Who was Merv Griffin? Surely the affable Hollywood tycoon would have considered this too easy for Jeopardy!, a show he created along with Wheel of Fortune, which he proudly called "America's games," USA Today reports.


Griffin, 82, who died Sunday in Los Angeles of prostate cancer, ruled the game-show genre with two of its longest-running and highest-rated programs, which are broadcast worldwide in countries such as Argentina, France and Singapore.


Griffin began as a radio show and big-band singer and a bit player in film and on stage. In 1950, he crooned the Top 10 novelty song I've Got a Lovely Bunch of Coconuts. He went on to become a multimillionaire owner of hotels, casinos, champion racehorses and Emmy-winning television shows.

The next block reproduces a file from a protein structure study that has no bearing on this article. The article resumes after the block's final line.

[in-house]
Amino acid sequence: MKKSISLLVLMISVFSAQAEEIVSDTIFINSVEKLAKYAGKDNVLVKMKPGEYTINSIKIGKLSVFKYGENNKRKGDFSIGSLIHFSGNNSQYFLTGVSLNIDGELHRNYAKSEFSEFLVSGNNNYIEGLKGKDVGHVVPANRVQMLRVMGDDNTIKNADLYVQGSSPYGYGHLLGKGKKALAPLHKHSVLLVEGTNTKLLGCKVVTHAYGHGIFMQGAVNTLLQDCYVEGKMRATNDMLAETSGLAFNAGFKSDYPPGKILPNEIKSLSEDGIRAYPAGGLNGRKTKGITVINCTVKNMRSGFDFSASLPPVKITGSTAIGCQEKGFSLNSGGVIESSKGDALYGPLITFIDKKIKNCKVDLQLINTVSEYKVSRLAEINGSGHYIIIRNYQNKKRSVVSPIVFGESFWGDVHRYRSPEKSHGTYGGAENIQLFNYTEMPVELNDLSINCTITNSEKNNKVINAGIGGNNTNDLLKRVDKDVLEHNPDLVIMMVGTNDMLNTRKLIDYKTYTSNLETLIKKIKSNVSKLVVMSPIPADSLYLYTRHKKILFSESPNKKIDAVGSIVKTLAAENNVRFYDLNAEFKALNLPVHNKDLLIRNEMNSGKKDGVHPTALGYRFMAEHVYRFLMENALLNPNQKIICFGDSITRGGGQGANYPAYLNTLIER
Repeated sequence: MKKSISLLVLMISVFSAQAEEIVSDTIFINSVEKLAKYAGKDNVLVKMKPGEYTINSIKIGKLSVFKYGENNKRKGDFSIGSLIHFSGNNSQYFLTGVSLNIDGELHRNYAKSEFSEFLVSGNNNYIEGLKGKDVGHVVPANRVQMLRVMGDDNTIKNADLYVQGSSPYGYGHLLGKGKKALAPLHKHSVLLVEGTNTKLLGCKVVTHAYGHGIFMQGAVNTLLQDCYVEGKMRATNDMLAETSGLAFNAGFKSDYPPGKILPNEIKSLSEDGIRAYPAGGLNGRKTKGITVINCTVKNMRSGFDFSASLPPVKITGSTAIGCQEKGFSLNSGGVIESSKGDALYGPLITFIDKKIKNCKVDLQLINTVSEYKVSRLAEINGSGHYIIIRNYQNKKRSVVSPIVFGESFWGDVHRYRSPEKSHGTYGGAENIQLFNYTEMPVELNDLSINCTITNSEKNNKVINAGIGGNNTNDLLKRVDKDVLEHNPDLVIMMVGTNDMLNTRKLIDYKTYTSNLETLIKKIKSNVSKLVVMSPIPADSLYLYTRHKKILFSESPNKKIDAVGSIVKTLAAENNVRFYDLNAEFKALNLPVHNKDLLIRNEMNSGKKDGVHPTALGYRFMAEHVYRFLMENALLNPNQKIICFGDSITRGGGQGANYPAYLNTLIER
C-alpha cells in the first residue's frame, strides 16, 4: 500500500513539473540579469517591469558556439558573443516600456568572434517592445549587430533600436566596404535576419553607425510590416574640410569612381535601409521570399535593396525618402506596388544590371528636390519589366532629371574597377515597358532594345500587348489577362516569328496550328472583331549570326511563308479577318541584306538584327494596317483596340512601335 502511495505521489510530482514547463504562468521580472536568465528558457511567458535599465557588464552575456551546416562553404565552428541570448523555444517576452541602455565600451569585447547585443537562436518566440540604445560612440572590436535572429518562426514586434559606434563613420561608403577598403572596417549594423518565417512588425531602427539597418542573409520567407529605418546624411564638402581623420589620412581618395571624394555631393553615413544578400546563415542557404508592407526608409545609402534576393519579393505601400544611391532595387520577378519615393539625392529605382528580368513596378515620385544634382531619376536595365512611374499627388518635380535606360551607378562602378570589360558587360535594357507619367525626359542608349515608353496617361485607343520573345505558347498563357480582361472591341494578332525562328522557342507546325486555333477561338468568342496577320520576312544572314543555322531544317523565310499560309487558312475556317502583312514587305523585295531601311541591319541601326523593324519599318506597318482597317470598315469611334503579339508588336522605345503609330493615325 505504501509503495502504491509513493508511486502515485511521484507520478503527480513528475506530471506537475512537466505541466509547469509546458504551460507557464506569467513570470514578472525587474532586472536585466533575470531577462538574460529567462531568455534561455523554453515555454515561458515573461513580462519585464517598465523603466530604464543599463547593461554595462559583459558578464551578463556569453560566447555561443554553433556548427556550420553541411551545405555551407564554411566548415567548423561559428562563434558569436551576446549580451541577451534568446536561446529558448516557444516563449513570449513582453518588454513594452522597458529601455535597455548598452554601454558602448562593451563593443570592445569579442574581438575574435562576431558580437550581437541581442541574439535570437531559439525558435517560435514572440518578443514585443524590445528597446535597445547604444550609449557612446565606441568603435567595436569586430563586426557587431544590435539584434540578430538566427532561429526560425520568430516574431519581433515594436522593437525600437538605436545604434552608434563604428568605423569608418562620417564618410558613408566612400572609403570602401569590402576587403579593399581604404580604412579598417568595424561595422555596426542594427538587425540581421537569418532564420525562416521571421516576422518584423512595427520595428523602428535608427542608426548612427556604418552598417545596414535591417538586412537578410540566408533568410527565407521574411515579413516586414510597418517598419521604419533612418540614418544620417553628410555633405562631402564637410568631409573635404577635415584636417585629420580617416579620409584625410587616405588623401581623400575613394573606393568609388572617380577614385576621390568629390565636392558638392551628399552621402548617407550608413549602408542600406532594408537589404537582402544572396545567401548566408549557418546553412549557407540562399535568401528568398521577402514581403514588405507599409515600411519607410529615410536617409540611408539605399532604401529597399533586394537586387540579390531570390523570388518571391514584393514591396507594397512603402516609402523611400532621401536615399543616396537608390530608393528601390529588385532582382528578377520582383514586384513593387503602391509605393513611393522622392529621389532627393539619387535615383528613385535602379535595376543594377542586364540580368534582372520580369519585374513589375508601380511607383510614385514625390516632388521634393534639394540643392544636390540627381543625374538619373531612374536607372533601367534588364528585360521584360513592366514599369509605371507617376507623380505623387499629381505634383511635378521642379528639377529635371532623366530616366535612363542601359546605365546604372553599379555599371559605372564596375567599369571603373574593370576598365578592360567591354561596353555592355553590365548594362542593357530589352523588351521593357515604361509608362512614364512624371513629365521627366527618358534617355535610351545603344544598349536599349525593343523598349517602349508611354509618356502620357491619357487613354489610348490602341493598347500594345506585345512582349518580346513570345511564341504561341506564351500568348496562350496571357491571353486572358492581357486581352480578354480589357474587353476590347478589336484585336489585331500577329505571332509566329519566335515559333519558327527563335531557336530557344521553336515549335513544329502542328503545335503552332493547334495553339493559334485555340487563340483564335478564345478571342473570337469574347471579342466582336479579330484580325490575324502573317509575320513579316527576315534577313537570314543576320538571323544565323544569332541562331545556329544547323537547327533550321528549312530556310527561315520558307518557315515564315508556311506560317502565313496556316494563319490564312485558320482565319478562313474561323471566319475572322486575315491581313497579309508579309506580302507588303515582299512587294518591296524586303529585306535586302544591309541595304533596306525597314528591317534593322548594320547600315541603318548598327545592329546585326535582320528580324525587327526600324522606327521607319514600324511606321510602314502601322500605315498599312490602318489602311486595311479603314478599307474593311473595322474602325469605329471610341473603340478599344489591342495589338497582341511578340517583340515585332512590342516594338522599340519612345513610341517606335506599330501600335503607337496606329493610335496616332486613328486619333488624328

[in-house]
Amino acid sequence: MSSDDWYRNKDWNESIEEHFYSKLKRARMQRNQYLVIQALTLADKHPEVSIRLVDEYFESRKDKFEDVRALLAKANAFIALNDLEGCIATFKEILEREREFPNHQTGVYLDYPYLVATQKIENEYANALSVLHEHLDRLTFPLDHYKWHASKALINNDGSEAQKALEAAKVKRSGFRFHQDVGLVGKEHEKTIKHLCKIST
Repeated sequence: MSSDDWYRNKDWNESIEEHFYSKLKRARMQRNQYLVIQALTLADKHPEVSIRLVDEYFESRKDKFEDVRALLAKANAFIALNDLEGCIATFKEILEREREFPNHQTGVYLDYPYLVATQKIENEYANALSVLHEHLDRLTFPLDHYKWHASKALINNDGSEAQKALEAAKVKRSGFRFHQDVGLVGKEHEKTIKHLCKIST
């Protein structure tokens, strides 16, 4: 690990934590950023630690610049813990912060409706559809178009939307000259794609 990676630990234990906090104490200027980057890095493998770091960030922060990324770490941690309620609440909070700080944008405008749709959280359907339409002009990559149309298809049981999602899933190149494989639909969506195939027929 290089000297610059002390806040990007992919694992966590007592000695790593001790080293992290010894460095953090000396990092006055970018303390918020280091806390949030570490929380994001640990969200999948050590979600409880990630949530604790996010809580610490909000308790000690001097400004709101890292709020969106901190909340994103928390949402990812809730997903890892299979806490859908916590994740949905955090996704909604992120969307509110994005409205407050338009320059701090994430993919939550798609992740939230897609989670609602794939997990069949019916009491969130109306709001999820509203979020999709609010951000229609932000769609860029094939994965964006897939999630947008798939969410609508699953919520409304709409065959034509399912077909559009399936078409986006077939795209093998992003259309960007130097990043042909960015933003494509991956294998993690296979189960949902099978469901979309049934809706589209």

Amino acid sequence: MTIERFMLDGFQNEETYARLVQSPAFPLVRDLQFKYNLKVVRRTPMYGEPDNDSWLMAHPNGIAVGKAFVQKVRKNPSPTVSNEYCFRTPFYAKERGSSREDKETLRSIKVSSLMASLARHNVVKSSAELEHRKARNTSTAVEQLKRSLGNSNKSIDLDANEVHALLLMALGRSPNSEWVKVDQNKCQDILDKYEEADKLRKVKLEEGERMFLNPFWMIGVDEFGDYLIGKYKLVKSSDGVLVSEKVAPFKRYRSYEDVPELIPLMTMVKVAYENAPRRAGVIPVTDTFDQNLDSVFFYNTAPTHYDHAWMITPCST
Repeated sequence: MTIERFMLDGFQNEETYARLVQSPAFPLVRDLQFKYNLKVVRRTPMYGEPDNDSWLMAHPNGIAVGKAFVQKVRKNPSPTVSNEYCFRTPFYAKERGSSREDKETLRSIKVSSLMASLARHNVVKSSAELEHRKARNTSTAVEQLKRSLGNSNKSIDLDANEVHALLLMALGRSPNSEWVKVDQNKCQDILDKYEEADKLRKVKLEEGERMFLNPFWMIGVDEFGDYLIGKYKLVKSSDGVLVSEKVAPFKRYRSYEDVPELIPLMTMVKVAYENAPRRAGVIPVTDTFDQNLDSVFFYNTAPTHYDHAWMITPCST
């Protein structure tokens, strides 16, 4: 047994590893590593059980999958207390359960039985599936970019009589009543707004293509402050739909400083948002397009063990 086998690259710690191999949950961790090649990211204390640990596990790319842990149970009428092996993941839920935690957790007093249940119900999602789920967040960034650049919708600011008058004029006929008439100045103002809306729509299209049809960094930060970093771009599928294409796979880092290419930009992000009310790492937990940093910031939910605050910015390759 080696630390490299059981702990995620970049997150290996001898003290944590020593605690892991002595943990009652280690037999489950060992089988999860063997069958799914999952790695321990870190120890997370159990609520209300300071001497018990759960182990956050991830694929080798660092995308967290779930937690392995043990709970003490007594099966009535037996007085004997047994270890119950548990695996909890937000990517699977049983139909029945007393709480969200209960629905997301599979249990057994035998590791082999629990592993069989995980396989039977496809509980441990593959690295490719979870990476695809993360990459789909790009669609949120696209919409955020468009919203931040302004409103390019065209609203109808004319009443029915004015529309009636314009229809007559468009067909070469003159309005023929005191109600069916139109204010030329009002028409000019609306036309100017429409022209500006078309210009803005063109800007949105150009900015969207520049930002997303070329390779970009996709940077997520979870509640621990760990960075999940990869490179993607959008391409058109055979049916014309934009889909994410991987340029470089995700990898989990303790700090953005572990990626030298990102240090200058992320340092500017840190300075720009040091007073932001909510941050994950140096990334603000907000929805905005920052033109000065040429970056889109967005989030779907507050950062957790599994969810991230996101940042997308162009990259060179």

"Although this is not necessarily a music related post depending on your viewpoint, I felt it was..."


Many will remember the always well-dressed, perpetually tan California native as the host of daytime's The Merv Griffin Show, a talk show that started in 1962 and ran until 1986, featuring guests ranging from philosophers to movie stars. But it was Griffin's genius as a game-show creator that has had a lasting influence on American television audiences.


He created Jeopardy! in 1964 and Wheel of Fortune in 1975. Wheel, he said, was based on the Hangman games he played with his sister during family road trips. And he credited his ex-wife, Julann, with suggesting the concept behind Jeopardy!, contestants providing questions to supplied answers.


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